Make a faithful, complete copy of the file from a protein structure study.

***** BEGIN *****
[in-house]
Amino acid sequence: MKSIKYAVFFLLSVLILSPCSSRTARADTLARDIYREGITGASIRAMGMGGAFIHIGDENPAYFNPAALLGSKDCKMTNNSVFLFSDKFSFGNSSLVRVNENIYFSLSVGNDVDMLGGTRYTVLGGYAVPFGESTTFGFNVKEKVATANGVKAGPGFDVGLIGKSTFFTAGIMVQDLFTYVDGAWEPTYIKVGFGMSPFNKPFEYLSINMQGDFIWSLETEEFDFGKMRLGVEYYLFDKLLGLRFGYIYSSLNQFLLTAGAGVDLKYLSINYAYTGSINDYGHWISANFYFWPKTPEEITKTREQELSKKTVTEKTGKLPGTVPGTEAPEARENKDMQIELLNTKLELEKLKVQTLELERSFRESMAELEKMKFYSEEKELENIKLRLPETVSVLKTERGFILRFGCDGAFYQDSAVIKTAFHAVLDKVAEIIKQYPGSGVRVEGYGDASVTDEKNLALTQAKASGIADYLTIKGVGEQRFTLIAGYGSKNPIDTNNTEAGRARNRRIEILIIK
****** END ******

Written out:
[in-house]
Amino acid sequence: MKSIKYAVFFLLSVLILSPCSSRTARADTLARDIYREGITGASIRAMGMGGAFIHIGDENPAYFNPAALLGSKDCKMTNNSVFLFSDKFSFGNSSLVRVNENIYFSLSVGNDVDMLGGTRYTVLGGYAVPFGESTTFGFNVKEKVATANGVKAGPGFDVGLIGKSTFFTAGIMVQDLFTYVDGAWEPTYIKVGFGMSPFNKPFEYLSINMQGDFIWSLETEEFDFGKMRLGVEYYLFDKLLGLRFGYIYSSLNQFLLTAGAGVDLKYLSINYAYTGSINDYGHWISANFYFWPKTPEEITKTREQELSKKTVTEKTGKLPGTVPGTEAPEARENKDMQIELLNTKLELEKLKVQTLELERSFRESMAELEKMKFYSEEKELENIKLRLPETVSVLKTERGFILRFGCDGAFYQDSAVIKTAFHAVLDKVAEIIKQYPGSGVRVEGYGDASVTDEKNLALTQAKASGIADYLTIKGVGEQRFTLIAGYGSKNPIDTNNTEAGRARNRRIEILIIK